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Reid Flub / Reid Flying Submarine / RFS-1



Donald Reid was developing a flying sub using his own money. The "flub" would use one jet engine for both flying and underwater propulsion.
The last five models have been man-size, and his son, Bruce, has been his chief test pilot. Bruce has had the flub, in the air on short, straight-ahead flights, and underwater for short periods. In 1965 they hoped to put the two together and take off from water, land and submerge.
The 1965 model is scrounged mostly from parts of crashed airplanes. It has a 65-hp Lycoming engine with propeller mounted above the fuselage/hull for flying and an electric-powered screw for underwater propulsion.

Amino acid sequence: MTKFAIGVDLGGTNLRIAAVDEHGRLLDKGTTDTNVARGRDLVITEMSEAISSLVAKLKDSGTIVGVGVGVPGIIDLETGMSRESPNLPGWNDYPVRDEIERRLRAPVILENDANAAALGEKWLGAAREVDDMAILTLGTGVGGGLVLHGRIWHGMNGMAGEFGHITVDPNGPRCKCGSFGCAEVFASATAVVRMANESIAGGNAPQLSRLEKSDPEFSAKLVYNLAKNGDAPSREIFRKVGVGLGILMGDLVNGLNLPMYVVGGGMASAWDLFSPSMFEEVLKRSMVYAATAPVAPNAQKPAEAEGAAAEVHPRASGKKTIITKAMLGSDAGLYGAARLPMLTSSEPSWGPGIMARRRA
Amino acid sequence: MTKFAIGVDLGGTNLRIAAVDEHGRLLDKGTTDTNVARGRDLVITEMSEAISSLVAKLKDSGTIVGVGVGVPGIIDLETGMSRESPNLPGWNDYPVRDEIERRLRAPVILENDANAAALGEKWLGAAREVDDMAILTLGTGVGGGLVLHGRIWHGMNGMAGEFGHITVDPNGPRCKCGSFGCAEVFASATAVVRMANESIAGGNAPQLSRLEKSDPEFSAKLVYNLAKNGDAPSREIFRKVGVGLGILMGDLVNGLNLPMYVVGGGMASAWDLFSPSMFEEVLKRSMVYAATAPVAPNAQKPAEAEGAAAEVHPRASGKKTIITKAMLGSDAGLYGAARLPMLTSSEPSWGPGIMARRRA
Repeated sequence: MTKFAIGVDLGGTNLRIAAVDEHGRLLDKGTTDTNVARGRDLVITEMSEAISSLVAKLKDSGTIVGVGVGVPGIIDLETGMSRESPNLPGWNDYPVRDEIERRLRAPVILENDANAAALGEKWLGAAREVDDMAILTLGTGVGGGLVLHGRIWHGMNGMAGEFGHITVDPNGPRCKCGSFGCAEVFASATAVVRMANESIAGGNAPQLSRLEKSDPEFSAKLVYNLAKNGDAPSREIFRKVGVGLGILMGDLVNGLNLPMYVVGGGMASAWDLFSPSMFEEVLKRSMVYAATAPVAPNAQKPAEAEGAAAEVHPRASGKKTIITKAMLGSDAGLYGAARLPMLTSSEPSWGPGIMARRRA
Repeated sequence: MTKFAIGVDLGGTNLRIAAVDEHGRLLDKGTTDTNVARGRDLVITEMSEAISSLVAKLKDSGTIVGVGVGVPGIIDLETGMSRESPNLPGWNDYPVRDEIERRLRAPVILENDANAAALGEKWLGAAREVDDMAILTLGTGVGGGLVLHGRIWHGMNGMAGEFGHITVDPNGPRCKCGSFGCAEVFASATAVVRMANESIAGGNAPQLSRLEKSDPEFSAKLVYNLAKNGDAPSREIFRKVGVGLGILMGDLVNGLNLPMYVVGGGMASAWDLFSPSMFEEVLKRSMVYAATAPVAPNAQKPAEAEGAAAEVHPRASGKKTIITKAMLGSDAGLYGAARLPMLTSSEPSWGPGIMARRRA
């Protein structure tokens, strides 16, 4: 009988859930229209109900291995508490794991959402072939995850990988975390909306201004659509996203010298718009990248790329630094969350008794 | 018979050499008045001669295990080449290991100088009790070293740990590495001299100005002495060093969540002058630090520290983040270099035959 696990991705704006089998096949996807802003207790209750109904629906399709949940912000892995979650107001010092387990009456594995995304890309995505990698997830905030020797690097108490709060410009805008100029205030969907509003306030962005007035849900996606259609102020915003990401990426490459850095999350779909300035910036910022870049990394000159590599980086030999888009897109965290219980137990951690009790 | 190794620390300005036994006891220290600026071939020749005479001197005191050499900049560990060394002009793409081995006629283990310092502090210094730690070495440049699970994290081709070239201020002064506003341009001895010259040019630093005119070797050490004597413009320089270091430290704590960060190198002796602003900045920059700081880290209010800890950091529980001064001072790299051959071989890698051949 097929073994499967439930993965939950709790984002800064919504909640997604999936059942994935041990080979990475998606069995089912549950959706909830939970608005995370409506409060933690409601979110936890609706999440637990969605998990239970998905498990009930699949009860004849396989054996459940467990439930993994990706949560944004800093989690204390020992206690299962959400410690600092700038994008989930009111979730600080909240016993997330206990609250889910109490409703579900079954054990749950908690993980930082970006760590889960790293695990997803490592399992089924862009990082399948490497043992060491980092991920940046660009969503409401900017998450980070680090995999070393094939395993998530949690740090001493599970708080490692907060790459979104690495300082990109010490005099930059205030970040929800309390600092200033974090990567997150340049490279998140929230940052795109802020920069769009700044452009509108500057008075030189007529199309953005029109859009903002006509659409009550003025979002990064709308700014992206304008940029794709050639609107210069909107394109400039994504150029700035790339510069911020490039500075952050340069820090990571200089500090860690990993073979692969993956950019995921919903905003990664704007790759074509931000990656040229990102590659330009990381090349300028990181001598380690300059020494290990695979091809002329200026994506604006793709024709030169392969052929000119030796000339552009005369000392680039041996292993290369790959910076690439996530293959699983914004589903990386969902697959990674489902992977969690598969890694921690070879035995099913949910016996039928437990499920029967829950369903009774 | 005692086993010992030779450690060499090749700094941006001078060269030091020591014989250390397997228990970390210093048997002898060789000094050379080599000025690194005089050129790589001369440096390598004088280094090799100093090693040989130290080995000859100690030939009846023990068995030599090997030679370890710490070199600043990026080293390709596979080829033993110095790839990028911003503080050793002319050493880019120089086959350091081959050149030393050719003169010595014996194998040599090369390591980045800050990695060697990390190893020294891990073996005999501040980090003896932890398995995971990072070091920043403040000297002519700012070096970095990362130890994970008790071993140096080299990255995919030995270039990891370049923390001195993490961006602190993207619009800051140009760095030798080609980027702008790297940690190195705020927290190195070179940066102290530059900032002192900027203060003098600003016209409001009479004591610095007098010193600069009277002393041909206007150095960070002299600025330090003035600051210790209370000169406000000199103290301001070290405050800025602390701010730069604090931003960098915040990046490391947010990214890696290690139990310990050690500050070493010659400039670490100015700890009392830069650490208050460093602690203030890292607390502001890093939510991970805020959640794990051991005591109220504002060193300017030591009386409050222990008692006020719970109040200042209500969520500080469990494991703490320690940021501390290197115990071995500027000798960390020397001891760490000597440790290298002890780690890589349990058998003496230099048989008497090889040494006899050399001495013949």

Reid says he was laughed out of Washington when he proposed such a vehicle to the Navy 10 years ago. "Now," he says, "I'll just finish it and give it to the Air Force."
The RFS-1 sort of worked. The airplane was incredibly heavy, so it could only do slight hops in the air, but it could dive, at least a little bit. Before diving, the pilot had to remove the propeller, and cover the engine in rubber. Since the airplane had an open cockpit, the pilot used an aqualung while under water. The RFS-1 dived down to 12 feet during a test.

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